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What is Mindfulness?
There are many different types of meditation, including visualization, contemplation, and mindfulness. Mindfulness is a form of meditation where you bring your full mind, or attention, to an object. Bringing attention to the breath, is one of the most well known mindful practices.
According to Jon Kabat-Zinn, one of the most influential mindfulness teachers, “Mindfulness means paying attention in a particular way: on purpose, in the present moment, and nonjudgmentally.” Jan Chozen Bays is a meditation teacher and a physician who adds. According to Dr. Bays, “Mindfulness is awareness without judgement of criticism.”
Is Mindfulness evidence-based or just hype?
Mindfulness is rooted in a long tradition of eastern spiritual practices such as Buddhism, Taoism, and yoga. Besides being based in spiritual traditions, recently there have been several studies confirming its effectiveness.
Research from UCLA shows that long-term meditators have younger brains, with higher concentrations of tissue in the brain regions most diminished by aging. In other words, the study found that meditation practice may help to minimize brain age and protect against age-related decline.
Studies have also shown that left frontal activity of the brain is increased by those who have a consistent mindfulness practice. According to Dan Siegel, a renowned psychiatrist and neurobiology researcher, this change in the brain reflects the cultivation of an “approach state”. In this state, people move towards challenging situations or mental functions such as feelings, thoughts, and memory. This can be seen as a scientifically proven way of building resilience. These same studies found that in addition to improving resilience, those with established mindfulness practices also experienced increases in immune function and a greater sense of stability and clarity.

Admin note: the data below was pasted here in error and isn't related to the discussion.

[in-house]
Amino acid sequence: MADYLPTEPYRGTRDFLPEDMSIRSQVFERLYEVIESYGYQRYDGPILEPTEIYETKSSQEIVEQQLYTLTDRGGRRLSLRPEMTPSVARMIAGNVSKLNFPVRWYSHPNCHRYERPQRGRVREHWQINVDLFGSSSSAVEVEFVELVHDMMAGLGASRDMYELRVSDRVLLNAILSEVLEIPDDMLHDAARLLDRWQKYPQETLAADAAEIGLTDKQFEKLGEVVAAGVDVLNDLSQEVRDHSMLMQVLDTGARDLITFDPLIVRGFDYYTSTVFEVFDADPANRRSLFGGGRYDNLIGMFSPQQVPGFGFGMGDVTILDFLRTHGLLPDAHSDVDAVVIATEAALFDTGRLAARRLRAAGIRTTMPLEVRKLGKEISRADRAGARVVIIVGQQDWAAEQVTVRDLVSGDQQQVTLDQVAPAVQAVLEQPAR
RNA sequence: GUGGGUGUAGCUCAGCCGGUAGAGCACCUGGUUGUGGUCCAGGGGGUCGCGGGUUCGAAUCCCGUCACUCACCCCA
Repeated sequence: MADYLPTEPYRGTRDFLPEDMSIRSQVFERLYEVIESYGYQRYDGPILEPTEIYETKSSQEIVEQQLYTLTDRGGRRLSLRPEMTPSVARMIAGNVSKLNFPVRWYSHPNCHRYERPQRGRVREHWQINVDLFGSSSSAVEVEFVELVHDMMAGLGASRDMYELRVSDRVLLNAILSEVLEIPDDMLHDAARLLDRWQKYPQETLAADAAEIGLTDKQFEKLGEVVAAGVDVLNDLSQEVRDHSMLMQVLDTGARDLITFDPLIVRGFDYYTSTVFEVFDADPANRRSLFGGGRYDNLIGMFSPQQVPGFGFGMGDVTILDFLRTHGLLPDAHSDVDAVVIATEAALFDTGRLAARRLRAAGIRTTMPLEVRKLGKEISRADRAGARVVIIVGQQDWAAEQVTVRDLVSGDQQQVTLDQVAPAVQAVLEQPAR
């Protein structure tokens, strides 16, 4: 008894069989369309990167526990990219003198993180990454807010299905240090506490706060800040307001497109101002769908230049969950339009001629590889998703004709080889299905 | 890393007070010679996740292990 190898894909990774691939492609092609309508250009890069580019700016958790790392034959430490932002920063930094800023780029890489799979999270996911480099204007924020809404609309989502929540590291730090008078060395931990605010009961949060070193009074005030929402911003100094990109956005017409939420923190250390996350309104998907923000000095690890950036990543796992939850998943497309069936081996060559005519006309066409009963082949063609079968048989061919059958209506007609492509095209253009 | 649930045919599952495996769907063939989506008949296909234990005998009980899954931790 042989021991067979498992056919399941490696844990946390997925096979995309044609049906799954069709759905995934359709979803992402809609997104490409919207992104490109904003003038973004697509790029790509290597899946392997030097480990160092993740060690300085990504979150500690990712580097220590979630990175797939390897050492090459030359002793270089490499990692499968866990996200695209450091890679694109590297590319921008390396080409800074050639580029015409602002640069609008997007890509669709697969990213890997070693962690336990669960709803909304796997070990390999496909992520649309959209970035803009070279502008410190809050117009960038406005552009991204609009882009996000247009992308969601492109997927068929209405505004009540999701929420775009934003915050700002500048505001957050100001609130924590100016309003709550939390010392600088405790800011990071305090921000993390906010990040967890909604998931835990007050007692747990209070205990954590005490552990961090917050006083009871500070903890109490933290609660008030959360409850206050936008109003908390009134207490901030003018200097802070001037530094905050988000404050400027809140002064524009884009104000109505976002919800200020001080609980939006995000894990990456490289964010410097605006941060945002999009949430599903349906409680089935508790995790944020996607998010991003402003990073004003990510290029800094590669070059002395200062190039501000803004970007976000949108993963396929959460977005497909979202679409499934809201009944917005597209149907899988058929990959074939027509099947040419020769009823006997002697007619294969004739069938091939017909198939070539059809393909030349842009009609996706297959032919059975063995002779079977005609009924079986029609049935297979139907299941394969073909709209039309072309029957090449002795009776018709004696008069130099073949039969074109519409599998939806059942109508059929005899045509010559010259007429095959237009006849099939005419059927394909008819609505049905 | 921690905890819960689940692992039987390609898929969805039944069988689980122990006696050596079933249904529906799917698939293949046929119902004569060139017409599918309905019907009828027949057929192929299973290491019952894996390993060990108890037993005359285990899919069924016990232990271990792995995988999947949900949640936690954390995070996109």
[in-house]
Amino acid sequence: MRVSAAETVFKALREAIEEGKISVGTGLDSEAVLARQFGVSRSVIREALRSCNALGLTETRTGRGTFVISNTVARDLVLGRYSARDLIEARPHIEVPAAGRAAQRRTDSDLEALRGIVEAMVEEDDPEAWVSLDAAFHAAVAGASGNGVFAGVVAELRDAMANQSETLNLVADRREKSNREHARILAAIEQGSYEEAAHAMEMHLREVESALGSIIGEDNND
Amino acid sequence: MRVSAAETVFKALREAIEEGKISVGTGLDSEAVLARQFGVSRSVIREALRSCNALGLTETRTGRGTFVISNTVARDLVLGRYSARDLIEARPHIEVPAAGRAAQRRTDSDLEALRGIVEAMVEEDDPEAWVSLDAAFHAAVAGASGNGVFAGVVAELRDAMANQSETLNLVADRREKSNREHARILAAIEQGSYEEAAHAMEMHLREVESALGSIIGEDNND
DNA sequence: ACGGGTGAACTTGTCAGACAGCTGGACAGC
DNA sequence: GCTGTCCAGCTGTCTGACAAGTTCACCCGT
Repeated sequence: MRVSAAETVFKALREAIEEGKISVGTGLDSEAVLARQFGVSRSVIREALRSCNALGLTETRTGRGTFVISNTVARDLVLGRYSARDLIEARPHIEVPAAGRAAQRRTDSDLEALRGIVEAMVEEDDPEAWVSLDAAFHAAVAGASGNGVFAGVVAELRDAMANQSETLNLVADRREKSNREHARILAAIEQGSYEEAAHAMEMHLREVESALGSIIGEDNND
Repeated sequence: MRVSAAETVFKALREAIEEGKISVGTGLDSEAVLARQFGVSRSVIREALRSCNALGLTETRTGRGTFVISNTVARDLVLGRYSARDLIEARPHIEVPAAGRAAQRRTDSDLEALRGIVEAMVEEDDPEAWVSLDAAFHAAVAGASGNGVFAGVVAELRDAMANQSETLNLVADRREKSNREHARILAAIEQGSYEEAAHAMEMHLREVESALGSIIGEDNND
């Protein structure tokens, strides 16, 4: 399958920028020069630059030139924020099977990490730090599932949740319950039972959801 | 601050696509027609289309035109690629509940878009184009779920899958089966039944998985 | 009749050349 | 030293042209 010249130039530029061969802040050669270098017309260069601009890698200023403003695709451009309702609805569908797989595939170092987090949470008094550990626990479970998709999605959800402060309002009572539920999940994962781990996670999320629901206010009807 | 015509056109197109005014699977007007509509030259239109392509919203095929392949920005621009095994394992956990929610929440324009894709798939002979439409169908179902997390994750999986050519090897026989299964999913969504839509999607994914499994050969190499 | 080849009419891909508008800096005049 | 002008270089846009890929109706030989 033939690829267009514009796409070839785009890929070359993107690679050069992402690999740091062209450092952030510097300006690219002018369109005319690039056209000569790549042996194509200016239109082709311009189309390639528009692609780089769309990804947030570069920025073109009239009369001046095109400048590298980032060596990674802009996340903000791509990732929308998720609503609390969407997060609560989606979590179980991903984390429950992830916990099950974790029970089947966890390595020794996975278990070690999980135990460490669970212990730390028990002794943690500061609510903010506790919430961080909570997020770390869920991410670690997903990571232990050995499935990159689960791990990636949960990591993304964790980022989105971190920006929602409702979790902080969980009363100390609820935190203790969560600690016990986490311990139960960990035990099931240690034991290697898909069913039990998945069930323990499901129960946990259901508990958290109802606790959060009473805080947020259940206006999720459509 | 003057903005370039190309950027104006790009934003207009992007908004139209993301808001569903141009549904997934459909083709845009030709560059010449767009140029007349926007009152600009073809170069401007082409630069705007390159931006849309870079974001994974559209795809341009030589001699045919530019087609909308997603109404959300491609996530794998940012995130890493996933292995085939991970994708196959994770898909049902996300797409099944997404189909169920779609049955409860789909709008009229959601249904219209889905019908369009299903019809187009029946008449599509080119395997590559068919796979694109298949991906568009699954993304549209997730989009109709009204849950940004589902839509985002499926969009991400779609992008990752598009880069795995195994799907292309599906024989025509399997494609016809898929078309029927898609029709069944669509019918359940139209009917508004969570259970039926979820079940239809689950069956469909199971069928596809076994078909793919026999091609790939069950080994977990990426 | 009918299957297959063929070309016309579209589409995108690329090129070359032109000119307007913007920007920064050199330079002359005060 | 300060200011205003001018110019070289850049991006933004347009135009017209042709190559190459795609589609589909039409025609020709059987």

Another important study showed that the axonal filament between the prefrontal cortex and limbic system thickens. That essentially creates insulation in limbic centers of the brain which supports functions such as emotion, behavior, memory, and motivation. That means someone with a mindfulness practice experiences anxiety and fear differently and it is less taxing to the nervous system in general.
However, it is important to note that much like exercise and dietary changes mindfulness practice requires consistent practice to gain results. One research study at Harvard University showed that practicing meditation for twenty minutes, twice per day, was enough to bring a meaningful reduction in blood pressure for most people.
Where do I start?
Although some would argue that one of the goals of mindfulness is to help us unplug from all of our distracting devices and technologies, there are some great apps and online resources for those new to mindfulness.
In the last few years several popular mindfulness apps have come out that are helpful for beginners and experienced mindfulness practitioners alike. The most popular free apps include Insight Timer, Smiling Mind, Stop, Breathe & Think, UCLA Mindful, and Aura. Some of the more popular paid apps will have a one week free trial followed by a monthly subscription. These apps include Headspace, Calm, 10% Happier, Inscape, and Buddhify.
These are some free, web-based resources with free guided mindfulness meditations.
You can listen to the audio clip below for a 4-minute mindfulness meditation that focuses on the breath.